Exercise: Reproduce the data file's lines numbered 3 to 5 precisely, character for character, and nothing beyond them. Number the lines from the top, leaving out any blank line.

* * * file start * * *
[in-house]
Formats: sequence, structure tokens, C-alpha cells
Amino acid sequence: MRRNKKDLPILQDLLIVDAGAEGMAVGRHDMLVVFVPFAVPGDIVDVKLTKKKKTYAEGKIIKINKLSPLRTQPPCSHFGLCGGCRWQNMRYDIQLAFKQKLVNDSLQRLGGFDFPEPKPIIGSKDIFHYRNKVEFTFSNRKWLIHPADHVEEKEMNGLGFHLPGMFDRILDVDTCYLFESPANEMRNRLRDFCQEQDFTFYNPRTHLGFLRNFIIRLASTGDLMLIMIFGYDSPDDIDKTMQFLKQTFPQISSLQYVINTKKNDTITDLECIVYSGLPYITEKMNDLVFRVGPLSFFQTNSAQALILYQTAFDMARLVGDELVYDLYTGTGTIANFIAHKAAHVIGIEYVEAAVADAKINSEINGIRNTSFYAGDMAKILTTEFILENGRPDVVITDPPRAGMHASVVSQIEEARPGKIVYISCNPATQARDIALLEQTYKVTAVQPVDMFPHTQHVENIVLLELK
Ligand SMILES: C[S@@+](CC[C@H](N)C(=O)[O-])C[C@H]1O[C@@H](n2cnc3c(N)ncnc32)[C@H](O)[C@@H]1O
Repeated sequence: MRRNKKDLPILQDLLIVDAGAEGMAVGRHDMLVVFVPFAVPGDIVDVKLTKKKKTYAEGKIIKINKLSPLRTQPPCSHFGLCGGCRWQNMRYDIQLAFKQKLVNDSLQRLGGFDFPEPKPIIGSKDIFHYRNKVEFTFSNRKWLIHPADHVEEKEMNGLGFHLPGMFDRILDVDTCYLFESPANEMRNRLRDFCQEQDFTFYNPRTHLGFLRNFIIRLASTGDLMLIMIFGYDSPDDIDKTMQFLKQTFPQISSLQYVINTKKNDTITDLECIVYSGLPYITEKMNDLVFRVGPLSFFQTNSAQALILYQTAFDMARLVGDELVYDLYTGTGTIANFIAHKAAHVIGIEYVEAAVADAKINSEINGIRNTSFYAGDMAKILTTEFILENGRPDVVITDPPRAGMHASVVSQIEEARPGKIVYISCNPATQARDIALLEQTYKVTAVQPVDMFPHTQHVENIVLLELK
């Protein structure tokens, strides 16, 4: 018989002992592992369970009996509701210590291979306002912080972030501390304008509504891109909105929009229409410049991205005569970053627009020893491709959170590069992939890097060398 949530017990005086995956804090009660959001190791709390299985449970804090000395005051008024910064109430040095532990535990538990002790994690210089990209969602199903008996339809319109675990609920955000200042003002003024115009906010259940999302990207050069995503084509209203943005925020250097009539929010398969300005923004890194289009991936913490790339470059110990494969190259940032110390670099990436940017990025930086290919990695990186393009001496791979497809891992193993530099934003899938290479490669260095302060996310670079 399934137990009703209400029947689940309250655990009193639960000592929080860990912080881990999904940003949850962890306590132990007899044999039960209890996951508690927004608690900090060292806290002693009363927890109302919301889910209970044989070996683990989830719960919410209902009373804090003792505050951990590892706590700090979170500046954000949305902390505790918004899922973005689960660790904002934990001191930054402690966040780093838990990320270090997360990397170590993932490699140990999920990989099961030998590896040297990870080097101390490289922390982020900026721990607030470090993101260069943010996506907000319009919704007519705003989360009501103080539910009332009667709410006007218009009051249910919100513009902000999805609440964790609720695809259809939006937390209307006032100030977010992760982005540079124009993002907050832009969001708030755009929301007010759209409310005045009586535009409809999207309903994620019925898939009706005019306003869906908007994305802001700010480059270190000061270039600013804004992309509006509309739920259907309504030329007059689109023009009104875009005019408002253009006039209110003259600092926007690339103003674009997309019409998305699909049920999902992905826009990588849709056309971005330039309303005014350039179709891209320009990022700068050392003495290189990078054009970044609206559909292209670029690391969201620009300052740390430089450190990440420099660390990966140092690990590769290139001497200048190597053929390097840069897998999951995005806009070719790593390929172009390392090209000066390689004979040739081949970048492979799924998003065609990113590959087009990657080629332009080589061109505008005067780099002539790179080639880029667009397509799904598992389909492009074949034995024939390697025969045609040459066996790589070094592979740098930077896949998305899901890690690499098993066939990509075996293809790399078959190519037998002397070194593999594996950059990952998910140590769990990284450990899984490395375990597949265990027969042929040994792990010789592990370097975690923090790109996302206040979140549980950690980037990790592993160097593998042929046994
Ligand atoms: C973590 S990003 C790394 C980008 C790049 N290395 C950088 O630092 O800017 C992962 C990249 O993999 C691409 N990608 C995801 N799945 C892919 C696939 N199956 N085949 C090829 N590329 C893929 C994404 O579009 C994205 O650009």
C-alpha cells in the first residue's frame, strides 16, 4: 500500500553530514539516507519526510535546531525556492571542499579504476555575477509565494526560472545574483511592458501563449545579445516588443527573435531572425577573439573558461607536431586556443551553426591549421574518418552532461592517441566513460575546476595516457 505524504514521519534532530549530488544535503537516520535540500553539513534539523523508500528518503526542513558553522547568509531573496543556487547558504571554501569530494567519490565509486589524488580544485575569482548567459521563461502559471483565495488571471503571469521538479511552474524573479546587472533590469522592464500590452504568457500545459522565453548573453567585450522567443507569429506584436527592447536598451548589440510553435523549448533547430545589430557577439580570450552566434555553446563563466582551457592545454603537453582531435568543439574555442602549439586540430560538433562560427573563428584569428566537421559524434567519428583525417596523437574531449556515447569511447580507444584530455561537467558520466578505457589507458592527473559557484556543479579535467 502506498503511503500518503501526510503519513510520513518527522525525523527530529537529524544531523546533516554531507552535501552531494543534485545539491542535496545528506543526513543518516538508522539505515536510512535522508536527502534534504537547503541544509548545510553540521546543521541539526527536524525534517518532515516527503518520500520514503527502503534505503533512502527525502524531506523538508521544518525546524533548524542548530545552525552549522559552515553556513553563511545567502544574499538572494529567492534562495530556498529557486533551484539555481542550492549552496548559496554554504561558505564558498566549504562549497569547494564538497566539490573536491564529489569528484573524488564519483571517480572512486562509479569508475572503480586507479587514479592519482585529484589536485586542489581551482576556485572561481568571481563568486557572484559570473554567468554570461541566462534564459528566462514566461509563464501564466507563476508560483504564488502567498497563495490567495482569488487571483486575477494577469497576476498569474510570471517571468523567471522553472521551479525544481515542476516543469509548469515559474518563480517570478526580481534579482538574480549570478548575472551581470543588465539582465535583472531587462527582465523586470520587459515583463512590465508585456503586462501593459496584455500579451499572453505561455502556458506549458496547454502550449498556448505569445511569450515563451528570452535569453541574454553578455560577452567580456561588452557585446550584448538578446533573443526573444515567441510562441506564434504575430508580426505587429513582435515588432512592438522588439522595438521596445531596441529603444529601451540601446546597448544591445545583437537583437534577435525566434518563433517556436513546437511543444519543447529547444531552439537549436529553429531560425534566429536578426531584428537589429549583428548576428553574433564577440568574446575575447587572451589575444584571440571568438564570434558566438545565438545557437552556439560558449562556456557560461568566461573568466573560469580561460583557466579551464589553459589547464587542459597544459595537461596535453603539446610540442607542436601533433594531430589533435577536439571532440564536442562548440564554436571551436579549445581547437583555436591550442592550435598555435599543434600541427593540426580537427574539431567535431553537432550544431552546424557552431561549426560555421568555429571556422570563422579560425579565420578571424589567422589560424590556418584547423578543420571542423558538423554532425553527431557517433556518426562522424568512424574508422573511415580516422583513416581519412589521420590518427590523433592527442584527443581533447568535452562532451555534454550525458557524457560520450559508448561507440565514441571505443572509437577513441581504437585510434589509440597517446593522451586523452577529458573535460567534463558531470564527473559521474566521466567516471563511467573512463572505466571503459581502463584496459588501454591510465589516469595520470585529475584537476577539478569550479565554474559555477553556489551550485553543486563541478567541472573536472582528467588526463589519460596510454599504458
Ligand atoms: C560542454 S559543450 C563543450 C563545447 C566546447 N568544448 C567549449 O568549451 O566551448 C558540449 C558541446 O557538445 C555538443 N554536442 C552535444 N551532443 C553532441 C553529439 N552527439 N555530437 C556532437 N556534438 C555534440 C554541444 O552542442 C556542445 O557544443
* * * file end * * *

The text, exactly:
Amino acid sequence: MRRNKKDLPILQDLLIVDAGAEGMAVGRHDMLVVFVPFAVPGDIVDVKLTKKKKTYAEGKIIKINKLSPLRTQPPCSHFGLCGGCRWQNMRYDIQLAFKQKLVNDSLQRLGGFDFPEPKPIIGSKDIFHYRNKVEFTFSNRKWLIHPADHVEEKEMNGLGFHLPGMFDRILDVDTCYLFESPANEMRNRLRDFCQEQDFTFYNPRTHLGFLRNFIIRLASTGDLMLIMIFGYDSPDDIDKTMQFLKQTFPQISSLQYVINTKKNDTITDLECIVYSGLPYITEKMNDLVFRVGPLSFFQTNSAQALILYQTAFDMARLVGDELVYDLYTGTGTIANFIAHKAAHVIGIEYVEAAVADAKINSEINGIRNTSFYAGDMAKILTTEFILENGRPDVVITDPPRAGMHASVVSQIEEARPGKIVYISCNPATQARDIALLEQTYKVTAVQPVDMFPHTQHVENIVLLELK
Ligand SMILES: C[S@@+](CC[C@H](N)C(=O)[O-])C[C@H]1O[C@@H](n2cnc3c(N)ncnc32)[C@H](O)[C@@H]1O
Repeated sequence: MRRNKKDLPILQDLLIVDAGAEGMAVGRHDMLVVFVPFAVPGDIVDVKLTKKKKTYAEGKIIKINKLSPLRTQPPCSHFGLCGGCRWQNMRYDIQLAFKQKLVNDSLQRLGGFDFPEPKPIIGSKDIFHYRNKVEFTFSNRKWLIHPADHVEEKEMNGLGFHLPGMFDRILDVDTCYLFESPANEMRNRLRDFCQEQDFTFYNPRTHLGFLRNFIIRLASTGDLMLIMIFGYDSPDDIDKTMQFLKQTFPQISSLQYVINTKKNDTITDLECIVYSGLPYITEKMNDLVFRVGPLSFFQTNSAQALILYQTAFDMARLVGDELVYDLYTGTGTIANFIAHKAAHVIGIEYVEAAVADAKINSEINGIRNTSFYAGDMAKILTTEFILENGRPDVVITDPPRAGMHASVVSQIEEARPGKIVYISCNPATQARDIALLEQTYKVTAVQPVDMFPHTQHVENIVLLELK